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Quest for Fire

(La Guerre du feu)

Year: 1982
Format: 35mm Colour
Runtime: 100 min
Director: Jean-Jacques Annaud
Producer: John Kemeny, Denis Héroux
Executive Producer: Michael Gruskoff
Writer: Gérard Brach, J Rosny
Cinematographer: Claude Agostini
Editor: Yves Langlois
Sound: Claude Hazanavicius, Kenneth Heeley-Ray
Music: Philippe Sarde
Cast: Everett McGill, Ron Perlman, Nameer El-Kadi, Rae Chong
Production Company: International Cinema Corporation, Belstar Production, Stefan Films (France)

Set eighty thousand years ago and billed as a “science-fantasy film,” Quest for Fire follows three members (Everett McGill, Ron Perlman, Nameer El-Kadi) of the Ulam, a tribe of early Homo sapiens, who are forced to journey across a vast, dangerous landscape in search of fire after their precious, life-sustaining flame is extinguished during an attack by a Neanderthal tribe, the Wagabous. After inadvertently rescuing Ika (Rae Dawn Chong) from a tribe of cannibals, Ulam leader Noah (McGill) forms an emotional attachment to her and ventures to her village, where he learns a number of skills from the more evolved Ivaka tribesmen, including how to create fire. Armed with this new knowledge, Noah returns with Ika and his fellow tribesman to the Ulam home, where a better life awaits.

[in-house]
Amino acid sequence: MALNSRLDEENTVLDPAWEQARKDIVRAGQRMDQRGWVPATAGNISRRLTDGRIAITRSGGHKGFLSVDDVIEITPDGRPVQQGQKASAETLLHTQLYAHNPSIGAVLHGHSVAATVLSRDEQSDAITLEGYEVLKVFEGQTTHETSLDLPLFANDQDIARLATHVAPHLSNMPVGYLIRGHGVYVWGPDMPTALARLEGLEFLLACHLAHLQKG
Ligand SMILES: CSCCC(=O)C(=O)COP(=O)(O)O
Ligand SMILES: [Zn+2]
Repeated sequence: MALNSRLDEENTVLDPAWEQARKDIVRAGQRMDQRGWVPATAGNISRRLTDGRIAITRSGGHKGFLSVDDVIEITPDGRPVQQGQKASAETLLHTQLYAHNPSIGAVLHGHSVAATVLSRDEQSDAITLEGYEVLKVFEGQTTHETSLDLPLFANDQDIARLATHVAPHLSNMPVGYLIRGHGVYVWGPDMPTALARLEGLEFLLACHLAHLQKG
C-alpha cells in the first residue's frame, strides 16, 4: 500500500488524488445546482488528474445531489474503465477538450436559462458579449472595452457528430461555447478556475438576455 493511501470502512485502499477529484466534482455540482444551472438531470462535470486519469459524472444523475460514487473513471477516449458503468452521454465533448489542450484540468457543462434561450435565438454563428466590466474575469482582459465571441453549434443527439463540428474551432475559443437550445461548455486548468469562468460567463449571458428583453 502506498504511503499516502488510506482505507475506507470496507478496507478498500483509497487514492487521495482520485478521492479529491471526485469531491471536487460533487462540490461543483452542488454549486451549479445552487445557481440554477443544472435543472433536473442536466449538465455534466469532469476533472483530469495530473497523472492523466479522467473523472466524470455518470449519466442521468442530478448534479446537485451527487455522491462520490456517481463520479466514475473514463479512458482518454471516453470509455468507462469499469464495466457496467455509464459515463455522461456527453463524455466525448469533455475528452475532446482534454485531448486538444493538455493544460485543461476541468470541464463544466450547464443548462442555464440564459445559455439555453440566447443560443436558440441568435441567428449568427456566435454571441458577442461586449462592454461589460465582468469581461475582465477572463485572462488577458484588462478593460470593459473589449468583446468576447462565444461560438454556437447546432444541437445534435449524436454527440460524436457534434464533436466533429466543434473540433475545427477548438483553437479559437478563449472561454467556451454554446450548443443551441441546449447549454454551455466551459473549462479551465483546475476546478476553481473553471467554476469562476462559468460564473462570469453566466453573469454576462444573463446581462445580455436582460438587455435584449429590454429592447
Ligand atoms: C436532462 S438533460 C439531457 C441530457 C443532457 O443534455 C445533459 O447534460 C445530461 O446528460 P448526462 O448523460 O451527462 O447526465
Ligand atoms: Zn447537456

This Canada-France co-production – shot on location in Canada, Scotland and Kenya – offers a vision of humanity’s beginnings that bears similarities to the opening act of Stanley Kubrick’s 2001: A Space Odyssey. However, in place of that film’s open-ended, eerily profound sense of awe, Quest provides a more sentimental, romanticized and conveniently condensed narrative depicting how early man overcame his harsh realities by evolving a keener manipulation of technical skills – creating fire, making utensils and shelter, building a better spear – and a deeper understanding of our emotional capacity, including such feelings as humour, romantic interdependence, communion with animals and love.

Funny, tense and touching, the film was greeted with great success internationally. It won five Genie Awards (including best lead actress for Chong) two César Awards for best film and best director, and a BAFTA and an Academy Award® for best make-up. The primitive languages were created by Anthony Burgess and the body movements were devised by Desmond Morris, author of Naked Ape.

By: Andrew McIntosh

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